Whether it was my Dad's calming tones while approaching a skittish heifer or my Mom's heavy hand when doling out extra servings of sweet smelling corn silage, keeping your star producers healthy and happy was a clear goal. Now I find myself on the other end, as the figurative cow, and I see the wisdom of this treatment. When my company promotes wellness, offers benefits and options to keep me engaged and excited in our work, and encourages my growth, I am a happy cow.
Lesson 6: A little marketing never hurt anyone.
When I was eighteen, my parents decided to sell the farm that I grew up on and "retire" to the "city" (move from 15 miles away from the 1,400 populace town center to only 3 miles away from the town center), and while this was crushing to hear, I also understood that it was very important to their futures that the sale go well. It was at this time that I saw my typically humble parents be their own marketers. They found experts to give them advice on an auction and herd sale and shouted it to the world. There was a lot to brag about on that farm, the herd was impeccable, and anyone who came away from the sale with a cow had an excellent addition to their stock. The neighbors knew it, my parents knew it, the buyers knew it. What I realized is that whether you are promoting your brand, your industry, or your self, keep promoting!
Lesson 7: Your industry peers are your best "frenemies"
Wisconsin is America's Dairyland. In the county where I grew up there were (maybe still are) more cows than there are people. When everyone is producing milk, it pays to pay attention to the competition. Both my Mom and Dad are huge proponents of continuing education and even if we had two fresh cows, a broken silo un-loader, and fifteen calves to feed - Dad would do what it took to drive up to his class to hear presentations by agriculture industry experts and talk with neighboring farmers about their strategies. This sharing mentality helped the farming community overall and also allowed Dad to bring home innovative ideas. I see the wisdom of collaborating with industry peers everyday in the corporate world - even when competition is fierce - those who share knowledge end up on top.
Lesson 8: Have a plan.
No business would be successful without a plan, nor is it wise to go through your career without direction. I learned long ago that even small tasks go smoother with a plan. It was a hard lesson to learn from a particularly energetic cow named "Crooked Ear". Yes, I named her. And, yes, she had a crooked ear. She often did not want to come into the barn for milking on warm summer evenings when the pasture was lush and green with food. Instead, she wanted to run around and set a bad example for the other cows. It took me a while to puzzle out her methods of outwitting me (she would hide just beyond a berm in the back of the field) and only a few times did I get to the barn door only to have Dad ask "where's Crooked Ear?" Argh! Back I'd go to the back of the pasture. Finally, I figured out the best way to actually get her to the barn was to bring her in last. That way she got to munch grass longer and I made it to the barn with the whole herd. Happy cows, remember?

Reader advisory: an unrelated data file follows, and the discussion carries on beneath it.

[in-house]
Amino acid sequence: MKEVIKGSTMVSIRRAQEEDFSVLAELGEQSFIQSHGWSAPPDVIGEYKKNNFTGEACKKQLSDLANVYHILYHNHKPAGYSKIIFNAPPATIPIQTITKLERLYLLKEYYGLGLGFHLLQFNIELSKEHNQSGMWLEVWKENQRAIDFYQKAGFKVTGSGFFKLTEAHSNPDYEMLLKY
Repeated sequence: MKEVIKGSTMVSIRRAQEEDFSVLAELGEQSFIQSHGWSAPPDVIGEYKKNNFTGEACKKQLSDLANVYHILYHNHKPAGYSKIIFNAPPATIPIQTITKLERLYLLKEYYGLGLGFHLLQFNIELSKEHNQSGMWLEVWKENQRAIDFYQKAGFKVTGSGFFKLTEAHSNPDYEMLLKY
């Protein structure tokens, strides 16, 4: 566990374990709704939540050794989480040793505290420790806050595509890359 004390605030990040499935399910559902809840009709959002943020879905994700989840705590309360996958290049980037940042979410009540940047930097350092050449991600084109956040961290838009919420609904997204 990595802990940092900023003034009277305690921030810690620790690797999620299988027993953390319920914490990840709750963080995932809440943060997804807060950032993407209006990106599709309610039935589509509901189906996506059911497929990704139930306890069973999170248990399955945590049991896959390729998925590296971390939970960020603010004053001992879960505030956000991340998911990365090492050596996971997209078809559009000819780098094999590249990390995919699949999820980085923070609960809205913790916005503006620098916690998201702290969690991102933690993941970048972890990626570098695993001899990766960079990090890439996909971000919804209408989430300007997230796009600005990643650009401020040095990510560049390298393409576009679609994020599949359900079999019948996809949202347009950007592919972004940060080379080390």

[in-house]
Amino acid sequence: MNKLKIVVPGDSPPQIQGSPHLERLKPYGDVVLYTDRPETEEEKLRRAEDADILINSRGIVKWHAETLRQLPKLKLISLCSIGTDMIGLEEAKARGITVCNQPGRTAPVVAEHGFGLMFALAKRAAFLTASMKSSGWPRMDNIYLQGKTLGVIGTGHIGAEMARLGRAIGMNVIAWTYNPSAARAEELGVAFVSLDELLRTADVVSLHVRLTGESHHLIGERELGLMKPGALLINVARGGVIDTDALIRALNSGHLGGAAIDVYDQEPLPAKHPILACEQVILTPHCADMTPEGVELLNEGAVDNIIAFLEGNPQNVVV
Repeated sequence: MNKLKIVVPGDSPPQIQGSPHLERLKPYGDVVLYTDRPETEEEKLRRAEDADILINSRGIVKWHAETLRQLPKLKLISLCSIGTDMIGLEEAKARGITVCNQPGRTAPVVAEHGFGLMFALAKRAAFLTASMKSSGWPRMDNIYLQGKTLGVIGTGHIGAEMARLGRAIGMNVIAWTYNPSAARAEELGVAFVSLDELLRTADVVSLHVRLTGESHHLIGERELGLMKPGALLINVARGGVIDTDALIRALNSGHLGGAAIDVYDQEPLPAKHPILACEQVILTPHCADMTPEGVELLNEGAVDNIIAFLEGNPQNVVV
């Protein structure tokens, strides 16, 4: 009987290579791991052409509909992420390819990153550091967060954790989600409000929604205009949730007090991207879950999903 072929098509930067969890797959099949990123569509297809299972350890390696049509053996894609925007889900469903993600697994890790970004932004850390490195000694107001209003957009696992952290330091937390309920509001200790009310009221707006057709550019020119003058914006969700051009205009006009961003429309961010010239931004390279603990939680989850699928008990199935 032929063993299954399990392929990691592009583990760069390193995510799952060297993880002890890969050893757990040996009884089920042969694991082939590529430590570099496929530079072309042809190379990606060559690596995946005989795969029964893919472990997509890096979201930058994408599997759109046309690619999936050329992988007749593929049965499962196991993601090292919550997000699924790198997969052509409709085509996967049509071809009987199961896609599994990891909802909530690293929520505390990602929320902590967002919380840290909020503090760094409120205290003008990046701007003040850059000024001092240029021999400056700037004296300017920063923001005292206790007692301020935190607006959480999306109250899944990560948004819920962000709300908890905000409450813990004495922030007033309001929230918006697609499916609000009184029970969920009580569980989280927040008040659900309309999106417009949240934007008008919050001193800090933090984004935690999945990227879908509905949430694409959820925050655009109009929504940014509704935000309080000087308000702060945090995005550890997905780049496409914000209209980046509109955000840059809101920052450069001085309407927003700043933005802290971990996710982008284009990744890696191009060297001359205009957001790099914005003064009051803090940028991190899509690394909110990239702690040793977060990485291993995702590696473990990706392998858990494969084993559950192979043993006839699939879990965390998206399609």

9. Being in charge of your schedule can be incredible - but keep a routine
Dairy farming really is a never ending cycle of chores but the silver lining is you can plan WHEN you do those chores. I've been told my grandpa liked a 4 a.m. alarm (or was it 4:30?) to start his milking, whereas my dad preferred a 5:45-6:00 a.m. start. I too appreciate the art of scheduling your own day and have found my "productivity zones". I have also found that I like routine. So do cows. Cows appreciate a set schedule and things run more smoothly when you stick to it - that definitely applies to me and my workday (my similarities to the bovine species seem to be growing.)
Lesson 10: Appreciate the fruits of your labor
We work hard and we play hard. Yes, we would spend sweltering 95+ degree days in the humid haymow, tossing 40 pound bales over our shoulders and shoving them with our knees into the pocket next to the other 1,000 bales we'd shoved that day - but in the night, when the air cooled, we'd light a bonfire and gather around for s'mores and hot dogs, sip cool lemonade and congratulate ourselves on getting the hay in before the big rainstorm expected tomorrow. We need those celebratory bonfires off the farm too. It feels good to pat yourself on the back and recognize the hard work you did. It feels right to acknowledge the time, creativity, and knowledge it took to complete your day's work. Appreciation and celebration, like fresh green hay, makes happy cows.
I miss milking cows nearly every day and am always grateful for the skills and values my parents instilled in me as they serve me well in the business world time and again.
Creative enthusiast, gregarious naturalist, opinionated activist, RYT 200. Amy Kay Czechowicz completed a poetry challenge for 2018 by posting an original poem daily to this blog! You can read those and more by clicking and exploring below!